The Nation's Pulse

A New Sagebrush Rebellion?

Rex Rammell's small government conservatism makes him a plausible candidate for Idaho governor -- but this isn't the 1980s.

By 4.14.10

Send to Kindle

True to his word, GOP gubernatorial primary candidate Rex Rammell held a townhall meeting in Salmon the other night that drew thirty mostly elderly folks; not many, but double the recent caucus of the Lemhi County Democrats. Rex started with an invocation and a Pledge of Allegiance, two things that the secular Democrats -- with their blasé views of eternity and patriotism -- dispensed with. Though the Democrats had better food. Rex served tepid, soggy spaghetti; odd in itself considering the red meat that would come later. Poor Rex had parked his spiffy Palinesque blue tour bus in a parking lot in the middle of town for the whole day, as a draw. Everybody in Salmon must have seen it. It was plastered with his campaign info, and a large painted Rex-Head smiled at passersby all day. Maybe they were clued-in about his spaghetti recipe.

Rex's crowd -- despite their age -- were feistier than the Democrats. I wouldn't describe them as Tea Partiers, but if they share traits with them, it's because they've been Tea Partiers their entire lives. One old cowboy wore a foot-long sheathed hunting knife on his belt. Rex himself wore an elegant charcoal gray suit, a red tie, and a flag lapel pin. He's slightly gray and wears glasses, giving him the look of a nerdy accountant.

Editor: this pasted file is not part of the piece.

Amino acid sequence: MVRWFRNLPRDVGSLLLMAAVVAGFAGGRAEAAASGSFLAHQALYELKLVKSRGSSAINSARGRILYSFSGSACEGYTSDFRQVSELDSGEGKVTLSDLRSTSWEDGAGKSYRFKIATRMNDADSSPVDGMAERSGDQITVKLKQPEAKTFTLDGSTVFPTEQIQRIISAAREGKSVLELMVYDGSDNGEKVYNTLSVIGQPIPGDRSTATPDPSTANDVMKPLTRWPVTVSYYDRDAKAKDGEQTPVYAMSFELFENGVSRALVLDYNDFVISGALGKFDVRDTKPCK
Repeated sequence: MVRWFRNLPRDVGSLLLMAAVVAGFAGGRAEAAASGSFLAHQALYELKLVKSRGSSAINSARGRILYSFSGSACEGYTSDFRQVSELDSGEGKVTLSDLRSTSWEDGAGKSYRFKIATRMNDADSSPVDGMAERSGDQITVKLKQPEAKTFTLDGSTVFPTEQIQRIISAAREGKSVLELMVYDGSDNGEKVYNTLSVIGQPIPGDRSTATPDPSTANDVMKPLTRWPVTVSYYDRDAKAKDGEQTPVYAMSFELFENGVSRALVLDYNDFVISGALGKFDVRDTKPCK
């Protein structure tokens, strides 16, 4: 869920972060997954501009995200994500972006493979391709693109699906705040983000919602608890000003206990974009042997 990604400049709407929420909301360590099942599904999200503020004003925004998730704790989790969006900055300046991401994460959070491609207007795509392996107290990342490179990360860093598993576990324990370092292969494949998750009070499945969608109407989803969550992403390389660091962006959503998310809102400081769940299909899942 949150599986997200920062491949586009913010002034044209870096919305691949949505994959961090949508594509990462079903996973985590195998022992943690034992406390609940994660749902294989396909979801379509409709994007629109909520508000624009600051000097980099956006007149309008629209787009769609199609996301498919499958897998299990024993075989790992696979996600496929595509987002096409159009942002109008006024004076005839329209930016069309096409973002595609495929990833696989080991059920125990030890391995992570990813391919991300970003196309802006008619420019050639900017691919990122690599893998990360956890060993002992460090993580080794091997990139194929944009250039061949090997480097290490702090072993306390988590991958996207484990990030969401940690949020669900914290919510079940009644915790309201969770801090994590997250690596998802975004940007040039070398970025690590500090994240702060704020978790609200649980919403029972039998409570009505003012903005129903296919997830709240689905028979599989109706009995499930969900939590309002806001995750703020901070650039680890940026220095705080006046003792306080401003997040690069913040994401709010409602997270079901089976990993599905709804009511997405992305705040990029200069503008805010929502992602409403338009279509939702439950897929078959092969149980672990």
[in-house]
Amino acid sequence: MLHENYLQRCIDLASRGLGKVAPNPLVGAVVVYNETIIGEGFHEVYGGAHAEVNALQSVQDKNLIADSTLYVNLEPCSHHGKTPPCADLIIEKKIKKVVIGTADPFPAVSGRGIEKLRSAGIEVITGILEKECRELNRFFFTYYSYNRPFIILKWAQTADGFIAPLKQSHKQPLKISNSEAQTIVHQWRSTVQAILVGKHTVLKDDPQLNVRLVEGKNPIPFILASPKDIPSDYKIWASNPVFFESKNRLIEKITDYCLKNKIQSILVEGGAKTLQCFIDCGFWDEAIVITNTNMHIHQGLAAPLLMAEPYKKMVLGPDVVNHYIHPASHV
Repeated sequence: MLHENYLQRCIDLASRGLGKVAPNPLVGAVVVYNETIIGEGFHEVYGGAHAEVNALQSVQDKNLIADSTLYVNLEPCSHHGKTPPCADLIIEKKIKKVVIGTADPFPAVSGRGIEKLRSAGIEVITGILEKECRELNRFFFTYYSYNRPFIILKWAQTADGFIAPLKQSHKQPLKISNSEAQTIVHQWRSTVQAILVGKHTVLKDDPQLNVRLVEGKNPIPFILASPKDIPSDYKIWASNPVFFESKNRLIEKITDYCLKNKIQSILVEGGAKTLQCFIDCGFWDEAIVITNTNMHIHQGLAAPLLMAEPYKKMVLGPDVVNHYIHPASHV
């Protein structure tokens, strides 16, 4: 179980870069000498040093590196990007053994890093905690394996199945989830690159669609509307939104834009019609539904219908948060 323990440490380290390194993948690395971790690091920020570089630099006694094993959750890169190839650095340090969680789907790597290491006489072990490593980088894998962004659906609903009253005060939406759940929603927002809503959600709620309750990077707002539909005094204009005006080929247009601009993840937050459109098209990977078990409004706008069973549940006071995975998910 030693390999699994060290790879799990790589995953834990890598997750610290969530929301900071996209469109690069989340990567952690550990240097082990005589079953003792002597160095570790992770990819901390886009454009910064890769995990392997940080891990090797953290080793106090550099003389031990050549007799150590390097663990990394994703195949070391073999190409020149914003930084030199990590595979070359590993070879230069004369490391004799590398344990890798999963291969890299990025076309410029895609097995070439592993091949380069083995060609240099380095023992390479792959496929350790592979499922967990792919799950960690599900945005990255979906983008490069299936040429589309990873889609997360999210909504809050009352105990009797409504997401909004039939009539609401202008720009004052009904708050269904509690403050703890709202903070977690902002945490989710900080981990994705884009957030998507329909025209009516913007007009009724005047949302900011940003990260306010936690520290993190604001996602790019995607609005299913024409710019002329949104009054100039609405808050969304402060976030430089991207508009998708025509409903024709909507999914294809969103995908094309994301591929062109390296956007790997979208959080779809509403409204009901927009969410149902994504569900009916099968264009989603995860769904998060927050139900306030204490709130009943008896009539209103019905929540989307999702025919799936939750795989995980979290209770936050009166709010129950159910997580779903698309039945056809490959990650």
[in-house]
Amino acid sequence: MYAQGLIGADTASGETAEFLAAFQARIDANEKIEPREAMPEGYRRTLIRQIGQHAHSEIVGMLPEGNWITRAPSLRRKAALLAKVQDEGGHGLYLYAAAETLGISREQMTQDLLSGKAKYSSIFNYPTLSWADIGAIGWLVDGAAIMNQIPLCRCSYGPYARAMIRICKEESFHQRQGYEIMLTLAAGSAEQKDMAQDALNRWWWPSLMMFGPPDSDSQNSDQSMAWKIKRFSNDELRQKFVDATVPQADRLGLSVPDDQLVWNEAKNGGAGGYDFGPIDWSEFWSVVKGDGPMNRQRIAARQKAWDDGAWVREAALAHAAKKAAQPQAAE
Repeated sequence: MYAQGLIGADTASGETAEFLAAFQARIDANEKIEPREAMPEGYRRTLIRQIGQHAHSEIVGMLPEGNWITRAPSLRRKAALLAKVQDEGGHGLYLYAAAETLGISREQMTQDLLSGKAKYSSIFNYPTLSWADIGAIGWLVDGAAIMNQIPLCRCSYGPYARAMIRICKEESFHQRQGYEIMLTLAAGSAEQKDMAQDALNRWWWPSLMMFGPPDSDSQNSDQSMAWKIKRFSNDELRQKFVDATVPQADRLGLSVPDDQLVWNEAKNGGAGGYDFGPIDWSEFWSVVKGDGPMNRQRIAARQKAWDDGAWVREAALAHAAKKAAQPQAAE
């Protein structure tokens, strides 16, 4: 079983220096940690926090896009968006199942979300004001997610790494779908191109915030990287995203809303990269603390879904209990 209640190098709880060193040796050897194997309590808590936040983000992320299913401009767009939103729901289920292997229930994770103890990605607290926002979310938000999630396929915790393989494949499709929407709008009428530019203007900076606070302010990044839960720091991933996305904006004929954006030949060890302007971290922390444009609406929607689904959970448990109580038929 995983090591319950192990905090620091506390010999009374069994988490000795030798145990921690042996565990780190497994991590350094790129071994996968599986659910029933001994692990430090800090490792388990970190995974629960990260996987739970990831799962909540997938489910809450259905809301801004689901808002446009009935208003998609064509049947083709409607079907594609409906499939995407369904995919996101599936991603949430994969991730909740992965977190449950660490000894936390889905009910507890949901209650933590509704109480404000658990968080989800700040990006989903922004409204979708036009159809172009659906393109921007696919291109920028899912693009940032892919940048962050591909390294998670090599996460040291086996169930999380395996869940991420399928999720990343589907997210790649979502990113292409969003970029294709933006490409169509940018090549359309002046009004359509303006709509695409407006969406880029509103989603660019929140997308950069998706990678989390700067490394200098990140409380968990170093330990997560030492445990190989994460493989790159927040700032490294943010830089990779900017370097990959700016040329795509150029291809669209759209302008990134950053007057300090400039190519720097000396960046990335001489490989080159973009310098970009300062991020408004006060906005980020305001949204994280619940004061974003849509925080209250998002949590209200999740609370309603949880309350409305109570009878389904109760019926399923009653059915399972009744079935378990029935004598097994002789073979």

He had an opening act, a guy named Ron Gillett, a Stanley stockman and outfitter, who is Idaho's most well-known anti-wolf advocate. Gillett -- white-haired, barrel-chested, in his 60s -- is something of a folk hero due to noteworthy past confrontations with wolf supporters, including one where a woman named Lynne Stone had him arrested for assault resulting from a scuffle that she claimed injured her neck. Gillett told vivid stories about how wolf packs literally tore apart and ate their prey -- whether wild elk or domestic cattle and sheep -- alive. Luckily, we had already enjoyed our spaghetti dinner.

Rex might have made a mistake with the gory anti-wolf opener, especially as delivered by the fire-breathing Gillett. After he took over, the crowd was up for more of this, and it spilled over into his presentation. For a few minutes he lost control of his cranky audience. At that point they would've voted for Gillett for governor. Rex wanted to move on to state government fiscal policy, taxes, and other banalities. "Okay, one more question about the wolves, and then we'll move on." Rex's solution for those hundreds of wolves descended from the 1995 Canadian transplants? If elected governor, he promised to notify the federal government to immediately remove them, or he would order Idaho Fish and Game personnel to shoot them on sight. Good luck with that one, Rex. At one point he gave out his website address, and another oldtimer in the back blurted out: "I don't have a computer in my house, and I'll never have one!" To which Rex inquired as to the possibility of the man viewing the website on a neighbor's computer. The takeaway here is that Rex can forego a Twitter account as a campaign communication tool.